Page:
Mc Donalds has been around my whole life, but it hasn’t been around me. It was late coming to my hometown, where my introduction to fast food chains came via the also-rans.
McDonalds has tens of thousands of restaurants around the world. They took in almost $30 billion dollars in revenue in 2011. They have state-of-the-art laboratories, test kitchens, a gaggle of in-house chefs, engineers, and practically an unlimited budget to develop new products. Yet not one of their signature items comes close to tasting like the actual food category it purports to be in. The burgers don’t taste like beef, the nuggets don’t taste like chicken, the rib thing doesn’t taste like pork, and the fish resembles nothing that ever came out of the sea. Even the fries. Hot? Yes. Salty? Yes. Crispy? Yep. Taste like potatoes? Nope.
So McDonalds does something any hash-slinging cook at a diner knows how to do, they load up their sandwiches with condiments, until the point is reached that the condiment becomes the primary taste diners experience.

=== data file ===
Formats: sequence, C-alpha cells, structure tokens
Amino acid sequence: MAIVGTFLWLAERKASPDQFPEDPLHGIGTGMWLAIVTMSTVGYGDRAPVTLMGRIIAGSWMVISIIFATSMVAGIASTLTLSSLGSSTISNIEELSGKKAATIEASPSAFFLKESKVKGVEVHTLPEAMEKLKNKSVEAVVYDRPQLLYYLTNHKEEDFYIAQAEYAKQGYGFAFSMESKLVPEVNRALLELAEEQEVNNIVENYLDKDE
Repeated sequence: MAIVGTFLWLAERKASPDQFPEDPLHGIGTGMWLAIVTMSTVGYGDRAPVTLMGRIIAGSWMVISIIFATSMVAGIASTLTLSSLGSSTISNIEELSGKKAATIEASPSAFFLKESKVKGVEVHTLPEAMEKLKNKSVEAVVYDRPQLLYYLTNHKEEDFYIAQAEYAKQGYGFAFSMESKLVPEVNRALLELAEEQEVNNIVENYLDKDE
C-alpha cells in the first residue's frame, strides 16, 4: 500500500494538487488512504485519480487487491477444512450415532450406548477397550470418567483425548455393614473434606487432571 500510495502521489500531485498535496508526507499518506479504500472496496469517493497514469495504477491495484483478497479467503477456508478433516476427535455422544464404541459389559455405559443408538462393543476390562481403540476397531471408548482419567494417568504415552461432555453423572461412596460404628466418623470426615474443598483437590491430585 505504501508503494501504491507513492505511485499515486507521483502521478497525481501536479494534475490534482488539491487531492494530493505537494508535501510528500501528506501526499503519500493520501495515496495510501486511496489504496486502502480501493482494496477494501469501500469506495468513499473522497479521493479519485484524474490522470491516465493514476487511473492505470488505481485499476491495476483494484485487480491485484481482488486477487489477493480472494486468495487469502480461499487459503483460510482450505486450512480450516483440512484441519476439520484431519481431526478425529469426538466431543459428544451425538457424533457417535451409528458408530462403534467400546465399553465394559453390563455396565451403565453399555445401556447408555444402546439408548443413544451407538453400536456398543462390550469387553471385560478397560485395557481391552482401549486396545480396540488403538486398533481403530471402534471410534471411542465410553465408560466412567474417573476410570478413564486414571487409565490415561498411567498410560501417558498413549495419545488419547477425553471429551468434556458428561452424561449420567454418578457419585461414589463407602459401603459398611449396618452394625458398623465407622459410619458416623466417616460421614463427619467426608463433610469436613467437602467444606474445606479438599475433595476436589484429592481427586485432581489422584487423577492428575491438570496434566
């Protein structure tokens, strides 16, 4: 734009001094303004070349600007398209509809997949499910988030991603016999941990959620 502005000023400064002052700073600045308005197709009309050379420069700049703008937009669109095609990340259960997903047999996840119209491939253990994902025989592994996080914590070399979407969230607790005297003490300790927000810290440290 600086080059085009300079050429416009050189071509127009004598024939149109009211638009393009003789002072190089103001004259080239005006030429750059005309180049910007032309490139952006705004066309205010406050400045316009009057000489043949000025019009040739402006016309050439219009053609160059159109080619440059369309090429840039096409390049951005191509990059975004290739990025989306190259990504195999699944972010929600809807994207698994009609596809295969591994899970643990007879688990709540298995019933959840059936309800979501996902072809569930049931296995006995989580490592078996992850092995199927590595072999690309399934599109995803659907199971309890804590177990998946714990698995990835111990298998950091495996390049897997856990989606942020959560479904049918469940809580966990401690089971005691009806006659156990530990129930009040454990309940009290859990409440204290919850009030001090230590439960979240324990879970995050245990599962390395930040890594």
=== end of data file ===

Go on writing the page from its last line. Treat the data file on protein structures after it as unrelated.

I propose they change their name to McCondiment. In fact, as their ketchup, mustard, bbq, and tartar sauce taste pretty much like any other competitive product. Pickles? Not so much. I can personally vouch for their salt packets as being superb.
So come on McDonalds, feed the world, sure, fine by me. But let’s not completely lose sight of the notion that once upon a time, these sandwich fillers started out as animals; now lets’ make them taste like their origins once again.